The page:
Growing up, I was spoiled with 300 days of sun every year. Living in Colorado, where the sun was almost always shining—even when the temperatures were below freezing—meant that I developed absolutely zero coping mechanisms for gloominess. So, as an adult who now lives in Chicago, I don’t just experience Seasonal Affective Disorder (SAD)—I act as if I’ll never see the sun again. In order to prepare for the gloominess, I make a coping plan with my therapist in early August, lean into cozy vibes like it’s my second job, and take vitamin D religiously. And before you ask, yes—despite all of this, fall and winter are still my favorite seasons.
Given my borderline-aggressive approach to countering my own seasonal mood swings, the second I saw the Olly Light Therapy Lamp in last year’s gift guide, I knew I needed to add it to my cart. I’ll try just about anything to keep myself functional through this gloomy season, so purchasing a tiny little lamp that claims to mimic sunlight was a no-brainer. Nearly one year later, I’ve formed a full-on attachment to what I lovingly refer to as my “SAD lamp.” Here are my unfiltered thoughts on the wellness item that will be my saving grace this winter.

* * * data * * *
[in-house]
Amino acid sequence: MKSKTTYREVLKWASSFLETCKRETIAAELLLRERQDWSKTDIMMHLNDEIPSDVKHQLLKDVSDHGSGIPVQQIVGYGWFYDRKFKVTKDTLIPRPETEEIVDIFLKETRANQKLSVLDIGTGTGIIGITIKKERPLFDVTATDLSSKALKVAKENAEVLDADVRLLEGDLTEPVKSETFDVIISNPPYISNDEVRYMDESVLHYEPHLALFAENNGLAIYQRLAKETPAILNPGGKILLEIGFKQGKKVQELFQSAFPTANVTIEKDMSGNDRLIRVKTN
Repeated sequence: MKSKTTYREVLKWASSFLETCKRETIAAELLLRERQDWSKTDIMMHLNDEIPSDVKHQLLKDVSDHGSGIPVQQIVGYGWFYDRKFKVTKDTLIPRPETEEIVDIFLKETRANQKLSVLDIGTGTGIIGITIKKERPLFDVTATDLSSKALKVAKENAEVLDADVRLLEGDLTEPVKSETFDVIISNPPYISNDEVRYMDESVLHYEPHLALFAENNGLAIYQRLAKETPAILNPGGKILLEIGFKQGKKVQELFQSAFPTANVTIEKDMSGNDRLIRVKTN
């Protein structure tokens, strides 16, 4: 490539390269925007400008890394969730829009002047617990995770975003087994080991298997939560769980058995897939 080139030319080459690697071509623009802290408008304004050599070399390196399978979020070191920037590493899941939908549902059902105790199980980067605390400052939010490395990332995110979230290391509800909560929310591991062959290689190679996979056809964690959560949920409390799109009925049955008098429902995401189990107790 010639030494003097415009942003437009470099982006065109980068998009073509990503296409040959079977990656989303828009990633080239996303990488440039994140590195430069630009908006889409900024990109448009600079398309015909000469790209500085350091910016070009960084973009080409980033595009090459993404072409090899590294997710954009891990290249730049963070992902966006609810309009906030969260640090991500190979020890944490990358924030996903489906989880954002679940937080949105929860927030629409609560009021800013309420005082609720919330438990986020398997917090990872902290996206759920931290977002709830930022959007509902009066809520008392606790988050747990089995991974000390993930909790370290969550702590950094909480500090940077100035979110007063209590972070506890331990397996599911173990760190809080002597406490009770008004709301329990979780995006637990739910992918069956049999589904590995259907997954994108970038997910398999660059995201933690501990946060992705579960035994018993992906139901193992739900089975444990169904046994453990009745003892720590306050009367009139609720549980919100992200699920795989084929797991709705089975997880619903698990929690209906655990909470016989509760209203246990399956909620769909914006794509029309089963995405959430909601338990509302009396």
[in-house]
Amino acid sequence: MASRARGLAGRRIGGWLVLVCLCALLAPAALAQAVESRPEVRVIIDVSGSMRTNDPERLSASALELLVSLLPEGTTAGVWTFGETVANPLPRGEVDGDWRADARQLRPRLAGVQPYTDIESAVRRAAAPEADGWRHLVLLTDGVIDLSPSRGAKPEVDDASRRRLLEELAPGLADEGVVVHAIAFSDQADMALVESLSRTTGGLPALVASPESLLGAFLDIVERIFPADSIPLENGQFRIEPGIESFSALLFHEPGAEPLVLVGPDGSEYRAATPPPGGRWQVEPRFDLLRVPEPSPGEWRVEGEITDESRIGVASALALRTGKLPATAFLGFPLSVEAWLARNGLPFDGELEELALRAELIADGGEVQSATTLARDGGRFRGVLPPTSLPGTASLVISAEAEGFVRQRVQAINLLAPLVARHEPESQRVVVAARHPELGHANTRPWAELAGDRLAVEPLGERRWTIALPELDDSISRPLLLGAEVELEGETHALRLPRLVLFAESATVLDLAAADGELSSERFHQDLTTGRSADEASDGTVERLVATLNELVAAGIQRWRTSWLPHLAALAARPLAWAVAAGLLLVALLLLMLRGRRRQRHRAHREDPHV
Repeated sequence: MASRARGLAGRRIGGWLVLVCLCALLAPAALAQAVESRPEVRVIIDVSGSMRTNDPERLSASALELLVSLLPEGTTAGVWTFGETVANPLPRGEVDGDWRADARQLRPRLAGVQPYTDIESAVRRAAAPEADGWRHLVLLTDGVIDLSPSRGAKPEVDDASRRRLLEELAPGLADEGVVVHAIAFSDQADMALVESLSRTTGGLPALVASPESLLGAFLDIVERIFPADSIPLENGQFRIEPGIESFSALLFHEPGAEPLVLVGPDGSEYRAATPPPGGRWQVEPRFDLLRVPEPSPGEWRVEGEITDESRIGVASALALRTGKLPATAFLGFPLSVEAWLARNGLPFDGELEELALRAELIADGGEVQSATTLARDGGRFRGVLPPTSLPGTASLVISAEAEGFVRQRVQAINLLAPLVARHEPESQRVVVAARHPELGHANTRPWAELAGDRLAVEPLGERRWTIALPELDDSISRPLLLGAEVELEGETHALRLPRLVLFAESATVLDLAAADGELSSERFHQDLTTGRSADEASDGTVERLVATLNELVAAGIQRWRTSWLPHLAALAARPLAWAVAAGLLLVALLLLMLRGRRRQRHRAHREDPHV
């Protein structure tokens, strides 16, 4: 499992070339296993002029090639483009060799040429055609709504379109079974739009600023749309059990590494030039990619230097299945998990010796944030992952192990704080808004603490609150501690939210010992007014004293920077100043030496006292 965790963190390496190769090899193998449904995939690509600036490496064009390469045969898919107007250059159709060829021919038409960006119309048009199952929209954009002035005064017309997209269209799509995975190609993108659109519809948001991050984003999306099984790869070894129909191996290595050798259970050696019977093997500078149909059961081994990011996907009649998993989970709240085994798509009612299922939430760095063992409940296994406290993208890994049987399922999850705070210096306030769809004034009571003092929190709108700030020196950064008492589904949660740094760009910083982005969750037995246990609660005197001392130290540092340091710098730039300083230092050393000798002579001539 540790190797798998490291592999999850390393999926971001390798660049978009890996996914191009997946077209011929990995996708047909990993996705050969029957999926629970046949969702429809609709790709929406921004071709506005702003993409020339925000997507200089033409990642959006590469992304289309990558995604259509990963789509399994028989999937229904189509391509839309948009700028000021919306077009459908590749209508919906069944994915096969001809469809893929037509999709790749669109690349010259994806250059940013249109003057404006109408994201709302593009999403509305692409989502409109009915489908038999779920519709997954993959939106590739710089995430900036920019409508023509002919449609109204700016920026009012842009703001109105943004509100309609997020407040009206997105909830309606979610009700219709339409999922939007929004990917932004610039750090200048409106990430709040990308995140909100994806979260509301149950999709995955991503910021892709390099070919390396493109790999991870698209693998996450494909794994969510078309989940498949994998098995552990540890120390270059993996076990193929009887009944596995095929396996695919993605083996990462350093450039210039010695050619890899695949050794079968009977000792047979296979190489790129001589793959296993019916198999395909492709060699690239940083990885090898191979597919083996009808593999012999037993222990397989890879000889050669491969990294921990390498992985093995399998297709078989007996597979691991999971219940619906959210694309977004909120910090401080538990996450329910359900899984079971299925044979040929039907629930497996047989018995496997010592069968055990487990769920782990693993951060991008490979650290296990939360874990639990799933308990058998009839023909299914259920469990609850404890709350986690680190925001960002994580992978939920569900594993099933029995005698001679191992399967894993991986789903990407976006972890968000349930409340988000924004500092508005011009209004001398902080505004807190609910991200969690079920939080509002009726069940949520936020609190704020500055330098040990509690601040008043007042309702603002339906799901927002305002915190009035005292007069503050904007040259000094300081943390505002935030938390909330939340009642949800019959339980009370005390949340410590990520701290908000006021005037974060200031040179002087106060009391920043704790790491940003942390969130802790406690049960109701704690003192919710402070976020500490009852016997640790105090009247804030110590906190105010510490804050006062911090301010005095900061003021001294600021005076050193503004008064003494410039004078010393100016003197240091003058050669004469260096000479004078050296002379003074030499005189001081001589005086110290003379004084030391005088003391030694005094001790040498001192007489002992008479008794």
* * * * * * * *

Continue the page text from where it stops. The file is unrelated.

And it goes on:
How does a light therapy lamp work?
The body depends on exposure to sunlight in order to know when it’s time to wake up and when it is time to sleep, otherwise known as the circadian rhythm. According to the National Institute of Health, sunlight tells the body to halt melatonin production and increase cortisol for more energy, and lack of sunlight (or red/orange light, such as in the sunset) stimulates the body to begin releasing melatonin for sleep. In the winter when there is less sunlight, the body produces more melatonin in response to longer nights and shorter days—in other words, it’s not only normal but healthy to want to go home and curl up under a blanket as soon as the sun sets at 4 p.m.